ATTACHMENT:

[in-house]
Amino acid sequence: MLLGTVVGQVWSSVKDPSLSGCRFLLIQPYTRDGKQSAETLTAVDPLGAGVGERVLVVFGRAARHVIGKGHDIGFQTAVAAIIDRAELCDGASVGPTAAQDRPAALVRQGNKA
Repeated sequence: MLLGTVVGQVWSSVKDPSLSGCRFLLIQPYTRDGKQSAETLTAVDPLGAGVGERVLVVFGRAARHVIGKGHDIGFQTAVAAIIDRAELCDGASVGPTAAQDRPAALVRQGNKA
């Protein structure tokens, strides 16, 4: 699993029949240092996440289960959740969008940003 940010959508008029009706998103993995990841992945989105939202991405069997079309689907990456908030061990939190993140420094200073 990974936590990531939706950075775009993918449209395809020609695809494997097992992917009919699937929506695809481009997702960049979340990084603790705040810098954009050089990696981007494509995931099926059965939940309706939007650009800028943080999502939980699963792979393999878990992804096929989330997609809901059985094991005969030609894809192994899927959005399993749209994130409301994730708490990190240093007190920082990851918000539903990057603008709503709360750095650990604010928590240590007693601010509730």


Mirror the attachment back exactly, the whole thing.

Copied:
[in-house]
Amino acid sequence: MLLGTVVGQVWSSVKDPSLSGCRFLLIQPYTRDGKQSAETLTAVDPLGAGVGERVLVVFGRAARHVIGKGHDIGFQTAVAAIIDRAELCDGASVGPTAAQDRPAALVRQGNKA
Repeated sequence: MLLGTVVGQVWSSVKDPSLSGCRFLLIQPYTRDGKQSAETLTAVDPLGAGVGERVLVVFGRAARHVIGKGHDIGFQTAVAAIIDRAELCDGASVGPTAAQDRPAALVRQGNKA
């Protein structure tokens, strides 16, 4: 699993029949240092996440289960959740969008940003 940010959508008029009706998103993995990841992945989105939202991405069997079309689907990456908030061990939190993140420094200073 990974936590990531939706950075775009993918449209395809020609695809494997097992992917009919699937929506695809481009997702960049979340990084603790705040810098954009050089990696981007494509995931099926059965939940309706939007650009800028943080999502939980699963792979393999878990992804096929989330997609809901059985094991005969030609894809192994899927959005399993749209994130409301994730708490990190240093007190920082990851918000539903990057603008709503709360750095650990604010928590240590007693601010509730």